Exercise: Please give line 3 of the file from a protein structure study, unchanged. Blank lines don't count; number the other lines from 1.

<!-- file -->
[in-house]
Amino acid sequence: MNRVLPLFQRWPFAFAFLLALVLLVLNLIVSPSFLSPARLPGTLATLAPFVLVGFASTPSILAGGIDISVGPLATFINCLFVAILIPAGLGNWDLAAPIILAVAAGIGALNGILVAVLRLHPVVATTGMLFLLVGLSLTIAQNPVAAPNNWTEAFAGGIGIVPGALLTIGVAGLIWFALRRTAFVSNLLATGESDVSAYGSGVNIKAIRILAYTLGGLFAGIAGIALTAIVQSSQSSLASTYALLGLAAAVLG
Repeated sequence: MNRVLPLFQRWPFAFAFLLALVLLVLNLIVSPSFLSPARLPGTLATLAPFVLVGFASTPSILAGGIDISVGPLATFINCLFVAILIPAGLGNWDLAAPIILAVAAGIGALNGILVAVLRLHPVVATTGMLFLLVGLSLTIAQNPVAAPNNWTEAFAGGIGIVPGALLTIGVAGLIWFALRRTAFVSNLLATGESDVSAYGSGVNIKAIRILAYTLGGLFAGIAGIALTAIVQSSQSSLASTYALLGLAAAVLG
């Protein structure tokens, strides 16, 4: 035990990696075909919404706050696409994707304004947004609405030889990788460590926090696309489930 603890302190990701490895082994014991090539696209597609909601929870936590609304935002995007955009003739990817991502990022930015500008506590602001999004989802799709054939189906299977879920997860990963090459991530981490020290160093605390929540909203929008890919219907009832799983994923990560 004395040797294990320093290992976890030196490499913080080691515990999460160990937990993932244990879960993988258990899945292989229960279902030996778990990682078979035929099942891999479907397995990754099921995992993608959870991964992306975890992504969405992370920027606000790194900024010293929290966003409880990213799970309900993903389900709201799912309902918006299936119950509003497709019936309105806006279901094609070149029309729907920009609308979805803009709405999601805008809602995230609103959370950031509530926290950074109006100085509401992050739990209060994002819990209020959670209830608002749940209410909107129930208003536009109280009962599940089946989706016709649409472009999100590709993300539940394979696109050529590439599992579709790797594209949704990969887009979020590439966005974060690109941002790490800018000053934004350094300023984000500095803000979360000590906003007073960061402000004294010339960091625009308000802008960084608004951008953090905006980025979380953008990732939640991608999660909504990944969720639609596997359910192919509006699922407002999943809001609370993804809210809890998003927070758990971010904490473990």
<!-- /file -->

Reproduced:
Repeated sequence: MNRVLPLFQRWPFAFAFLLALVLLVLNLIVSPSFLSPARLPGTLATLAPFVLVGFASTPSILAGGIDISVGPLATFINCLFVAILIPAGLGNWDLAAPIILAVAAGIGALNGILVAVLRLHPVVATTGMLFLLVGLSLTIAQNPVAAPNNWTEAFAGGIGIVPGALLTIGVAGLIWFALRRTAFVSNLLATGESDVSAYGSGVNIKAIRILAYTLGGLFAGIAGIALTAIVQSSQSSLASTYALLGLAAAVLG